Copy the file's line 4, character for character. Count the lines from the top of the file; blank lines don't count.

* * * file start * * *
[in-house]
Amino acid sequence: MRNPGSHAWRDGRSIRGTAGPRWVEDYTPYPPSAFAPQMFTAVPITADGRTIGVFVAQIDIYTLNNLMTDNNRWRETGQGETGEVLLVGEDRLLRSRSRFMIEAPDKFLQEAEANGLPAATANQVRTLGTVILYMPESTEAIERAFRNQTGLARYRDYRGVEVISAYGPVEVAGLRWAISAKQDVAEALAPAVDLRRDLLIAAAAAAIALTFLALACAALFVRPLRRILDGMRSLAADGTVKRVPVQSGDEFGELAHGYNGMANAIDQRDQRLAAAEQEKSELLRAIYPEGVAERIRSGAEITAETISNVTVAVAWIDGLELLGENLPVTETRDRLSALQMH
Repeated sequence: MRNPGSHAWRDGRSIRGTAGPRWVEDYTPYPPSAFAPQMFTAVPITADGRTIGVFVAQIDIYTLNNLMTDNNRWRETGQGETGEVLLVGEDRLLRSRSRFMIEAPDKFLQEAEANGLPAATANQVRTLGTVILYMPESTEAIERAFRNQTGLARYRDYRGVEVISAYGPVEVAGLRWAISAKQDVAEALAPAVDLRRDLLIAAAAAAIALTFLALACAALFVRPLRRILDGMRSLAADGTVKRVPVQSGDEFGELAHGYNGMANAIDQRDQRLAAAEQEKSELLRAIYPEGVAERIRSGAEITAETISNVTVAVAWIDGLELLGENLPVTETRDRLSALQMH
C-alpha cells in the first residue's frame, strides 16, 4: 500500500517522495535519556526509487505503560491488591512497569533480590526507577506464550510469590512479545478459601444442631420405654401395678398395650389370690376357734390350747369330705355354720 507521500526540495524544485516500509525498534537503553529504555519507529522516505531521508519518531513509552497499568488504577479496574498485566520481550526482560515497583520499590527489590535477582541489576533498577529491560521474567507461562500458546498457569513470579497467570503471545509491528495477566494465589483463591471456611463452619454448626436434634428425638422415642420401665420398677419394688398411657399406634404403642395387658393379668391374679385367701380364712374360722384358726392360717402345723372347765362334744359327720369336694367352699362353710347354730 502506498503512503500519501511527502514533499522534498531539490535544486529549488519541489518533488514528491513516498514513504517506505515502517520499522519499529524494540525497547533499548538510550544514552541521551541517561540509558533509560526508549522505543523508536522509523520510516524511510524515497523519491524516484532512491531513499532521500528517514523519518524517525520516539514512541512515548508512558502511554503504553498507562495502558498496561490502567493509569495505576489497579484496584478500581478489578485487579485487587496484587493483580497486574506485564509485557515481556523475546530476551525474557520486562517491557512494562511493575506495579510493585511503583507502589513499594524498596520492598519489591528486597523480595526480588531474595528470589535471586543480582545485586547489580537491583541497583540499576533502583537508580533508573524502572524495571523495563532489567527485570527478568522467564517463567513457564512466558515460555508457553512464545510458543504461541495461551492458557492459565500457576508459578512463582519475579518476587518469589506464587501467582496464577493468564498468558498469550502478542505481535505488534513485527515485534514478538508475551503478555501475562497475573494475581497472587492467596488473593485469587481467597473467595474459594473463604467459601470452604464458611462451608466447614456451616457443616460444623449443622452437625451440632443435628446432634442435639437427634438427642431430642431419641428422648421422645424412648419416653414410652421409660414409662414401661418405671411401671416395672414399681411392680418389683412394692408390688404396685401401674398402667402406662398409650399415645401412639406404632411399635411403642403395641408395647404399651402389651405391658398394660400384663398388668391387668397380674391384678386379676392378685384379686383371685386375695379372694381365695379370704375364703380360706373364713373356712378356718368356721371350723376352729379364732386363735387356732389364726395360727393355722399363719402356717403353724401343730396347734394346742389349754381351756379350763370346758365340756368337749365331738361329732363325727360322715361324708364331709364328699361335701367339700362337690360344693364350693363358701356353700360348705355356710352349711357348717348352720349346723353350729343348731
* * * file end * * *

C-alpha cells in the first residue's frame, strides 16, 4: 500500500517522495535519556526509487505503560491488591512497569533480590526507577506464550510469590512479545478459601444442631420405654401395678398395650389370690376357734390350747369330705355354720 507521500526540495524544485516500509525498534537503553529504555519507529522516505531521508519518531513509552497499568488504577479496574498485566520481550526482560515497583520499590527489590535477582541489576533498577529491560521474567507461562500458546498457569513470579497467570503471545509491528495477566494465589483463591471456611463452619454448626436434634428425638422415642420401665420398677419394688398411657399406634404403642395387658393379668391374679385367701380364712374360722384358726392360717402345723372347765362334744359327720369336694367352699362353710347354730 502506498503512503500519501511527502514533499522534498531539490535544486529549488519541489518533488514528491513516498514513504517506505515502517520499522519499529524494540525497547533499548538510550544514552541521551541517561540509558533509560526508549522505543523508536522509523520510516524511510524515497523519491524516484532512491531513499532521500528517514523519518524517525520516539514512541512515548508512558502511554503504553498507562495502558498496561490502567493509569495505576489497579484496584478500581478489578485487579485487587496484587493483580497486574506485564509485557515481556523475546530476551525474557520486562517491557512494562511493575506495579510493585511503583507502589513499594524498596520492598519489591528486597523480595526480588531474595528470589535471586543480582545485586547489580537491583541497583540499576533502583537508580533508573524502572524495571523495563532489567527485570527478568522467564517463567513457564512466558515460555508457553512464545510458543504461541495461551492458557492459565500457576508459578512463582519475579518476587518469589506464587501467582496464577493468564498468558498469550502478542505481535505488534513485527515485534514478538508475551503478555501475562497475573494475581497472587492467596488473593485469587481467597473467595474459594473463604467459601470452604464458611462451608466447614456451616457443616460444623449443622452437625451440632443435628446432634442435639437427634438427642431430642431419641428422648421422645424412648419416653414410652421409660414409662414401661418405671411401671416395672414399681411392680418389683412394692408390688404396685401401674398402667402406662398409650399415645401412639406404632411399635411403642403395641408395647404399651402389651405391658398394660400384663398388668391387668397380674391384678386379676392378685384379686383371685386375695379372694381365695379370704375364703380360706373364713373356712378356718368356721371350723376352729379364732386363735387356732389364726395360727393355722399363719402356717403353724401343730396347734394346742389349754381351756379350763370346758365340756368337749365331738361329732363325727360322715361324708364331709364328699361335701367339700362337690360344693364350693363358701356353700360348705355356710352349711357348717348352720349346723353350729343348731